ORIGINAL RESEARCH article
Identification of an IRGP Signature to Predict Prognosis and Immunotherapeutic Efficiency in Bladder Cancer
- 1Department of Urology, The First Affiliated Hospital of Zhengzhou University, Zhengzhou, China
- 2Department of Orthopedic Surgery, The First Affiliated Hospital of Zhengzhou University, Zhengzhou, China
Background: Identify immune-related gene pairs (IRGPs) signature related to the prognosis and immunotherapeutic efficiency for bladder cancer (BLCA) patients.
Materials and Methods: One RNA-seq dataset (The Cancer Genome Atlas Program) and two microarray datasets (GSE13507 and GSE31684) were included in this study. We defined these cohorts as training set to construct IRGPs and one immunotherapy microarray dataset as validation set. Identifying BLCA subclasses based on IRGPs by consensus clustering. The Lasso penalized Cox proportional hazards regression model was used to construct prognostic signature and potential molecular mechanisms were analyzed.
Results: This signature can accurately predict the overall survival of BLCA patients and was verified in the immunotherapy validation set. IRGP-signatures can be used as independent prognostic risk factor in various clinical subgroups. Use the CIBERSORT algorithm to assess the abundance of infiltrating immune cells in each sample, and combine the results of the gene set enrichment analysis of a single sample to explore the differences in the immune microenvironment between IRPG signature groups. According to the results of GSVA, GSEA, and CIBERSORT algorithm, we found that IRGP is strikingly positive correlated with tumor microenvironment (TME) stromal cells infiltration, indicating that the poor prognosis and immunotherapy might be caused partly by enrichment of stromal cells. Finally, the results from the TIDE analysis revealed that IRGP could efficiently predict the response of immunotherapy in BLCA.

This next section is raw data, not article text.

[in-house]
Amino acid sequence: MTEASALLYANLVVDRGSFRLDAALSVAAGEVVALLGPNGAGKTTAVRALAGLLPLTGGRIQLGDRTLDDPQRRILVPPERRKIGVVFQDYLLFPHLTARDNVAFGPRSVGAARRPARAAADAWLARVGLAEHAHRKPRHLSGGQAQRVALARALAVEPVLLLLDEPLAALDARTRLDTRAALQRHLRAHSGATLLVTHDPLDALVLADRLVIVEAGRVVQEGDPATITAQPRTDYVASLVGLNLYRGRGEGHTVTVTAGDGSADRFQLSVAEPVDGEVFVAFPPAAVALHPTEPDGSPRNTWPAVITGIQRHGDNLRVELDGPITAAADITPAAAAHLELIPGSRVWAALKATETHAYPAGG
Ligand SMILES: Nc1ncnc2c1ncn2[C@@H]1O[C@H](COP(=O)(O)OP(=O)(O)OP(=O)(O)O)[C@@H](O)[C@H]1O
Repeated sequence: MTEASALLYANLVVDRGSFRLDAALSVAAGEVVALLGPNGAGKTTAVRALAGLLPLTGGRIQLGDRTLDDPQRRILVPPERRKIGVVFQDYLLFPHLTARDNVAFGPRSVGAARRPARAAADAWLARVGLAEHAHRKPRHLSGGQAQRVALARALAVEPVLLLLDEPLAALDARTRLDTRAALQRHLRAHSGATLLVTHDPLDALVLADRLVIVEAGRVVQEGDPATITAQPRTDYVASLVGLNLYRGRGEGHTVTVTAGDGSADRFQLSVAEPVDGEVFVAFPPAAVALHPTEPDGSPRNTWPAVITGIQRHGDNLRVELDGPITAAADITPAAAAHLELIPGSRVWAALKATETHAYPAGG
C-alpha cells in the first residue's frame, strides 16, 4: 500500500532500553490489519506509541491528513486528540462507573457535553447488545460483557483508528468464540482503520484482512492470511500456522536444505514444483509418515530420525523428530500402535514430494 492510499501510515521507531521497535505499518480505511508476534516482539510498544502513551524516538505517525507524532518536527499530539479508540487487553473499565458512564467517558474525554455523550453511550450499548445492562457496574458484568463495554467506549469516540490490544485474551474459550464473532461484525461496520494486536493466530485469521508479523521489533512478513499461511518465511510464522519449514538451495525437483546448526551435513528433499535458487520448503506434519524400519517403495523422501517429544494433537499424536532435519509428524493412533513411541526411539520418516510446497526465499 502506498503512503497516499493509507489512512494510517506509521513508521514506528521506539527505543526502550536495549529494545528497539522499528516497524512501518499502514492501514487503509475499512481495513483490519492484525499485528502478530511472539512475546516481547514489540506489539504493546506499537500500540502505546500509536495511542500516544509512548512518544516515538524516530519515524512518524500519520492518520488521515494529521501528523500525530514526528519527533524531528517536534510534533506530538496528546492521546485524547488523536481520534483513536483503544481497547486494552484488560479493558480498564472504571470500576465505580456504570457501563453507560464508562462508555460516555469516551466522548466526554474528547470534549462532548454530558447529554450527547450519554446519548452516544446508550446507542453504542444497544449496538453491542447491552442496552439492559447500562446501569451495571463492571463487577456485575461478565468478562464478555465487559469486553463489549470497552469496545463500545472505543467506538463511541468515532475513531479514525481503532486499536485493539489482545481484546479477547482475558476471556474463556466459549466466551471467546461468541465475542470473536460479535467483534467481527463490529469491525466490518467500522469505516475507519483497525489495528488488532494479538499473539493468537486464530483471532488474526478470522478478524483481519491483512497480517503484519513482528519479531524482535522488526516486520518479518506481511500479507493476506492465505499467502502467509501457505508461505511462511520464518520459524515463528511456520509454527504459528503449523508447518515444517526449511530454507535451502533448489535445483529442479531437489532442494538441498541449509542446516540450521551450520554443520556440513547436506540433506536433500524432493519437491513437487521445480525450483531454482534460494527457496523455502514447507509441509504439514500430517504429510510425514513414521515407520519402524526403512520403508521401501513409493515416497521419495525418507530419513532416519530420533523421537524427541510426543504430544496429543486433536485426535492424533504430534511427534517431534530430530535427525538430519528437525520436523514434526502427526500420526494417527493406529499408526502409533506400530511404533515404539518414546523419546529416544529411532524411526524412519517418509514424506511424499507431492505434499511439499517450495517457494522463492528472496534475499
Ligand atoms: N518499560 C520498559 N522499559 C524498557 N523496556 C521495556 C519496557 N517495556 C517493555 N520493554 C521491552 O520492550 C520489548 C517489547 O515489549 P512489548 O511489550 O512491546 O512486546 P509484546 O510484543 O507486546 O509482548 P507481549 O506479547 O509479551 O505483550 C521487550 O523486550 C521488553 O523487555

Conclusion: The novel IRGP signature has a significant prognostic value for BLCA patients might facilitate personalized for immunotherapy.
Bladder cancer (BLCA) is one of the most common urological malignancies prevalent worldwide. Despite the establishment of several novel treatment strategies, BLCA remains an important medical concern (Bray et al., 2018). According to the latest statistical estimates, there will be approximately 81,400 new cases and 17,980 deaths due to BLCA in the United States in 2020 (Siegel et al., 2020). Once the tumor has developed to a locally advanced or metastatic stage, surgical treatment combined with general chemotherapy is inadequate for the treatment of BLCA (von der Maase et al., 2000; Roberts et al., 2006). There has been considerable progress in research on immune checkpoint therapy, programmed cell death protein (PD-1), and PD-L1 immune checkpoint inhibitors (ICIs), with these therapeutic strategies showing a durable response in advanced BLCA patients (Koshkin and Grivas, 2018). However, these have limited efficacy in most patients; and hence, it is necessary to discover new prognostic biomarkers to closely monitor tumor progression and help classify the patients based on immunotherapy respond.